Breathing exercises will help to stop you getting a chest infection. And leg exercises will help to stop clots forming in your legs. These can happen when you are not moving around as much as you normally would. So your nurses will encourage you to get up and about as soon as possible after your operation. But if you have had major surgery, you may need to stay in bed for the first couple of days.

Below is a short video showing breathing and circulation exercises after surgery. Click on the arrow to watch it. Please note: although this video shows a woman doing the exercises, they are the same for men.

 


 

 

View a transcript of the video showing breathing and circulation exercises after surgery (opens in new window)

 

Immediately after your operation

Because you have had major surgery and an anaesthetic, you may feel a bit lost and confused when you wake up on the ward. This can be frightening and may make you feel as if you have no control over things. Staff will be very aware of this and visit you often to see if you need anything. You will have a call bell close by so that you can call for help whenever you need it.

Drips and drains

Depending on the operation that you have had, you may have several different tubes in your body. This can be a bit frightening. But it helps to know what they are all for. You may have

  • Drips (intravenous infusions) to give you fluids until you are drinking again
  • A tube into your bladder (catheter) so that your urine output can be measured

You may have a couple of electric pumps attached to your drips. These control any medicines you are having through the drip, and keep them going in at a steady rate.

After removal of the prostate gland the tube into your bladder stays in for a couple of weeks. After removal of the inner area of the prostate gland (a TURP) it stays in for a couple of days.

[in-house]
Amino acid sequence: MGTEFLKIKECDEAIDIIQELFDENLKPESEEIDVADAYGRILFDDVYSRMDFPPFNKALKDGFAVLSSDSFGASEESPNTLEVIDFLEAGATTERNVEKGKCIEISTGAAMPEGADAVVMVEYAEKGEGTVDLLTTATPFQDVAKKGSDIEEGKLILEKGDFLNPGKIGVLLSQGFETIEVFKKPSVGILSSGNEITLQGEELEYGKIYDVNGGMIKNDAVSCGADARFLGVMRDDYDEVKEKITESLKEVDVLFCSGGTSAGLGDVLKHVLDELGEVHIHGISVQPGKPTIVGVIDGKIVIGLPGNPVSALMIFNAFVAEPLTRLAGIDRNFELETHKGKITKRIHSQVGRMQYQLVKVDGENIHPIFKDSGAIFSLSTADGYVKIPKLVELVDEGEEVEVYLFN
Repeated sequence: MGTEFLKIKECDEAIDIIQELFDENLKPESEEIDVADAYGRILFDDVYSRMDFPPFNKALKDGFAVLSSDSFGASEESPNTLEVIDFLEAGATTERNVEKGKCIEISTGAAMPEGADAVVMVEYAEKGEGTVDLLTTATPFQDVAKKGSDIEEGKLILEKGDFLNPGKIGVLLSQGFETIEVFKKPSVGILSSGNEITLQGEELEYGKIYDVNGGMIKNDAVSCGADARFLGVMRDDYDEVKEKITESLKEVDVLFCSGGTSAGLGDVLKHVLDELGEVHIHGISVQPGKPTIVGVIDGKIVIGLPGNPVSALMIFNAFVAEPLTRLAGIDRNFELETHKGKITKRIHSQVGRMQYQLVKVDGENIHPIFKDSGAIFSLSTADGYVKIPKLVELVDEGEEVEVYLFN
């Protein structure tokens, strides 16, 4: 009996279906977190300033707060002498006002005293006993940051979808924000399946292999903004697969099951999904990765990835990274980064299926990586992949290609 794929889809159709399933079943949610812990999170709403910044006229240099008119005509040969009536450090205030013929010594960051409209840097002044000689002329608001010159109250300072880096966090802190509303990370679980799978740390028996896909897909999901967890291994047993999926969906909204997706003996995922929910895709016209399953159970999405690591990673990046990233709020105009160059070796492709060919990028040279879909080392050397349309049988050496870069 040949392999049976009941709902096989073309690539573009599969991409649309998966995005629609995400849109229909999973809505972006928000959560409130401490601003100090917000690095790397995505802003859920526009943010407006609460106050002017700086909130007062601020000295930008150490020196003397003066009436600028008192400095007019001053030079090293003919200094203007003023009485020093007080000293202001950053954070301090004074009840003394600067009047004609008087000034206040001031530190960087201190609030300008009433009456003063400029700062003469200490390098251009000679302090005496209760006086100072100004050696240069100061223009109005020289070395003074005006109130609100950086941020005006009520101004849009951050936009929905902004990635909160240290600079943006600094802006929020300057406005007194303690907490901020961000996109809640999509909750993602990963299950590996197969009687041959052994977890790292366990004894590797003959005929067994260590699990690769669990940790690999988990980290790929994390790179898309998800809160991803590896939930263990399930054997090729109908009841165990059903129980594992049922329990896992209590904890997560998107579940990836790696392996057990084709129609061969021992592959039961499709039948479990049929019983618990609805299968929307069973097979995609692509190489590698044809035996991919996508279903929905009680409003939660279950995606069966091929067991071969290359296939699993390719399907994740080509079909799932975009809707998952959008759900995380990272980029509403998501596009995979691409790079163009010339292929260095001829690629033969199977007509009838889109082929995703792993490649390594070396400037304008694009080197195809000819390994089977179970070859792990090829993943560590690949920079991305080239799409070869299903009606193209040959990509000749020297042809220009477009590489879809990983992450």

If you have surgery to remove your prostate gland you may also have a small drainage tube near your wound. This drains away fluid that collects and so helps your wound to heal. The tube can come out once it has stopped draining any fluid.

Monitoring your pulse, oxygen levels and blood pressure

You may have a blood pressure cuff on your arm when you first wake up. A small clip on your finger may measure your pulse (called a pulse oximeter) and check your oxygen levels. You may also have an oxygen mask on for a while. You'll have your blood pressure taken quite often for the first few hours after you come round from the anaesthetic. Your urine output may also be checked because it can help to show whether you are having too much fluid or are getting dehydrated.

Pain killers

Most people have some pain after surgery. You will need painkillers for at least a few days if you have had removal of the inner area of the prostate gland (TURP). You may need the painkillers for longer if you had your whole prostate removed (a radical prostatectomy).

 

More information about prostate cancer surgery

This section of the website has detailed information about the different types of prostate cancer surgery. You can find more information about side effects of surgery and about going home in the information about removing the inner part of the prostate and removing the prostate gland.

We have detailed information about the other treatments for prostate cancer and their possible side effects. You can also phone the Cancer Research UK nurses on freephone 0808 800 4040, from 9am to 5pm, Monday to Friday. They will be happy to answer any questions.

Our prostate cancer organisations page gives details of other people who can give information about prostate cancer treatments. Some organisations can put you in touch with a cancer support group.

Our prostate cancer reading list has information about books, leaflets and other resources discussing treatments.

If you want to find people to share experiences with online, you could use Cancer Chat, our online forum.

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Updated: 24 February 2014